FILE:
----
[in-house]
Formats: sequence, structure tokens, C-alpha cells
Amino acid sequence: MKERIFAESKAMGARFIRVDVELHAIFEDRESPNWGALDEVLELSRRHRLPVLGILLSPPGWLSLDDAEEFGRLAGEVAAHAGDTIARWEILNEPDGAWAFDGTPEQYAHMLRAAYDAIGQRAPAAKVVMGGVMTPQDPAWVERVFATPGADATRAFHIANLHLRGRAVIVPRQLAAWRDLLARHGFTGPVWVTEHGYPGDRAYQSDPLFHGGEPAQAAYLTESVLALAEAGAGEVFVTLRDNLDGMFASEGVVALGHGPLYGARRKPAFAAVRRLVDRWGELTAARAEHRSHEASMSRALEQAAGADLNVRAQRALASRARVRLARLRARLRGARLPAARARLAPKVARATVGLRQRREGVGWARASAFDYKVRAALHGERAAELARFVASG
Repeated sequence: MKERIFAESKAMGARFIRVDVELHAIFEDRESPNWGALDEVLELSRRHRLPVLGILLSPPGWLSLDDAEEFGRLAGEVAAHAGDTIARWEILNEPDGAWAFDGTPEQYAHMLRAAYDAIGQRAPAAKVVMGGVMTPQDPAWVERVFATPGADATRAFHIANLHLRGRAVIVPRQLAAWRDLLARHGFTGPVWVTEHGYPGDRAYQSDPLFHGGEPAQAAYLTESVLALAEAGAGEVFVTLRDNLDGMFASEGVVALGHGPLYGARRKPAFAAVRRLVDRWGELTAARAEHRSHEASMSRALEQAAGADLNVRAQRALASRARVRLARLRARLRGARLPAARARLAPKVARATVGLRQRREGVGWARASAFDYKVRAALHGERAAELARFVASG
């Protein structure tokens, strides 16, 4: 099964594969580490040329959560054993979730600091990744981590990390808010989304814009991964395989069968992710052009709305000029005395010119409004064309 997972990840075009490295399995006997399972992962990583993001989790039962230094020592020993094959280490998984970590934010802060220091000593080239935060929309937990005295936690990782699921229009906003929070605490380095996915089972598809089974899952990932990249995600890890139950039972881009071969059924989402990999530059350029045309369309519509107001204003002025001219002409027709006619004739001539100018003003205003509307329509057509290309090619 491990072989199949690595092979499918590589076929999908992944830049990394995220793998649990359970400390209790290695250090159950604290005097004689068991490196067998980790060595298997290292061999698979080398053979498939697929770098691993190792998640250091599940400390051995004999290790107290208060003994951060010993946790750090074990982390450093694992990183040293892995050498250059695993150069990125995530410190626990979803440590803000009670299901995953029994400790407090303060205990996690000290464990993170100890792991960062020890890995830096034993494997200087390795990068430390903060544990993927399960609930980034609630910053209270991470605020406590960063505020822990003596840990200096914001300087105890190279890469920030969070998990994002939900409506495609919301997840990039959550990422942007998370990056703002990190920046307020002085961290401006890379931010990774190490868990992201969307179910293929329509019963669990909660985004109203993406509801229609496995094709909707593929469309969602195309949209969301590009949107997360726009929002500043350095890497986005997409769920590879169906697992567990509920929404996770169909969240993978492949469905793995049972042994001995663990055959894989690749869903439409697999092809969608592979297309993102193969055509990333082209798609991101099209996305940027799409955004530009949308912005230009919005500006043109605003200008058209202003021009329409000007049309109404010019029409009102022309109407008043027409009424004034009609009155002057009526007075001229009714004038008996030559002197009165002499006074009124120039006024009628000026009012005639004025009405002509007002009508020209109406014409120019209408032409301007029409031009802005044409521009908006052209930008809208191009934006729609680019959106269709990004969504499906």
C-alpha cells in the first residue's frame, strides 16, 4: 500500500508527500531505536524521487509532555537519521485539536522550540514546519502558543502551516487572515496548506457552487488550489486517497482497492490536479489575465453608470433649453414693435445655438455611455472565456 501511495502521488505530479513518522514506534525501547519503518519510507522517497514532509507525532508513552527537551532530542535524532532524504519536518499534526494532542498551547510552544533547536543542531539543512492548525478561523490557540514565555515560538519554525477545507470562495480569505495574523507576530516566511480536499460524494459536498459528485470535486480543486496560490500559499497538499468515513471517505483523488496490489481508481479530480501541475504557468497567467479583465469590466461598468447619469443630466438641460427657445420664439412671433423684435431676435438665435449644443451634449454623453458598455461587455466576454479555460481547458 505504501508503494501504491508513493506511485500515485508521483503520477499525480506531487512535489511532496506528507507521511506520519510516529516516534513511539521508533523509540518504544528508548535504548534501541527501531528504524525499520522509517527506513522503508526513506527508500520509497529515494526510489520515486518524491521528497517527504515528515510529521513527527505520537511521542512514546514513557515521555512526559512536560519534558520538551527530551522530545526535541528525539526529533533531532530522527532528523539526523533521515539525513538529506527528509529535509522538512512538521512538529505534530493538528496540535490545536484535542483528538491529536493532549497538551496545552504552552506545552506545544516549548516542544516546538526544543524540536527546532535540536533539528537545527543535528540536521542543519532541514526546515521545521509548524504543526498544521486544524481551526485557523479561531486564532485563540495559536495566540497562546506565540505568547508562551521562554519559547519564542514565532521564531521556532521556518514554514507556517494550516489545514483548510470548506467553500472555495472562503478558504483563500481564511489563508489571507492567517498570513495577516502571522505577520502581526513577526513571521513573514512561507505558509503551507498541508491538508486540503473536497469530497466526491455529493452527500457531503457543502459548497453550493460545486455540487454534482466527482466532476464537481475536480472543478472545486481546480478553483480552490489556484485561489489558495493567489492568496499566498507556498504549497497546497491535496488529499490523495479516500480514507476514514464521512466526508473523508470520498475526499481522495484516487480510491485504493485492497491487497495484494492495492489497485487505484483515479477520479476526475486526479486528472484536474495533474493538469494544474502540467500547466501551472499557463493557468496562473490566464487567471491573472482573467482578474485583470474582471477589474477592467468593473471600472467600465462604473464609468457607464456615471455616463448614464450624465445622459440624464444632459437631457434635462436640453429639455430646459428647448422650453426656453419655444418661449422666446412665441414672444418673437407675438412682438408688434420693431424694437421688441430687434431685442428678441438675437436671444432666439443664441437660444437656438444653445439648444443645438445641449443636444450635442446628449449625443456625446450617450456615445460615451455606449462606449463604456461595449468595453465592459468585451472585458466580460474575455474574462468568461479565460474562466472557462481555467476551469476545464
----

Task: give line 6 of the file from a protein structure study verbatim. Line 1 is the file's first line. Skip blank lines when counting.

C-alpha cells in the first residue's frame, strides 16, 4: 500500500508527500531505536524521487509532555537519521485539536522550540514546519502558543502551516487572515496548506457552487488550489486517497482497492490536479489575465453608470433649453414693435445655438455611455472565456 501511495502521488505530479513518522514506534525501547519503518519510507522517497514532509507525532508513552527537551532530542535524532532524504519536518499534526494532542498551547510552544533547536543542531539543512492548525478561523490557540514565555515560538519554525477545507470562495480569505495574523507576530516566511480536499460524494459536498459528485470535486480543486496560490500559499497538499468515513471517505483523488496490489481508481479530480501541475504557468497567467479583465469590466461598468447619469443630466438641460427657445420664439412671433423684435431676435438665435449644443451634449454623453458598455461587455466576454479555460481547458 505504501508503494501504491508513493506511485500515485508521483503520477499525480506531487512535489511532496506528507507521511506520519510516529516516534513511539521508533523509540518504544528508548535504548534501541527501531528504524525499520522509517527506513522503508526513506527508500520509497529515494526510489520515486518524491521528497517527504515528515510529521513527527505520537511521542512514546514513557515521555512526559512536560519534558520538551527530551522530545526535541528525539526529533533531532530522527532528523539526523533521515539525513538529506527528509529535509522538512512538521512538529505534530493538528496540535490545536484535542483528538491529536493532549497538551496545552504552552506545552506545544516549548516542544516546538526544543524540536527546532535540536533539528537545527543535528540536521542543519532541514526546515521545521509548524504543526498544521486544524481551526485557523479561531486564532485563540495559536495566540497562546506565540505568547508562551521562554519559547519564542514565532521564531521556532521556518514554514507556517494550516489545514483548510470548506467553500472555495472562503478558504483563500481564511489563508489571507492567517498570513495577516502571522505577520502581526513577526513571521513573514512561507505558509503551507498541508491538508486540503473536497469530497466526491455529493452527500457531503457543502459548497453550493460545486455540487454534482466527482466532476464537481475536480472543478472545486481546480478553483480552490489556484485561489489558495493567489492568496499566498507556498504549497497546497491535496488529499490523495479516500480514507476514514464521512466526508473523508470520498475526499481522495484516487480510491485504493485492497491487497495484494492495492489497485487505484483515479477520479476526475486526479486528472484536474495533474493538469494544474502540467500547466501551472499557463493557468496562473490566464487567471491573472482573467482578474485583470474582471477589474477592467468593473471600472467600465462604473464609468457607464456615471455616463448614464450624465445622459440624464444632459437631457434635462436640453429639455430646459428647448422650453426656453419655444418661449422666446412665441414672444418673437407675438412682438408688434420693431424694437421688441430687434431685442428678441438675437436671444432666439443664441437660444437656438444653445439648444443645438445641449443636444450635442446628449449625443456625446450617450456615445460615451455606449462606449463604456461595449468595453465592459468585451472585458466580460474575455474574462468568461479565460474562466472557462481555467476551469476545464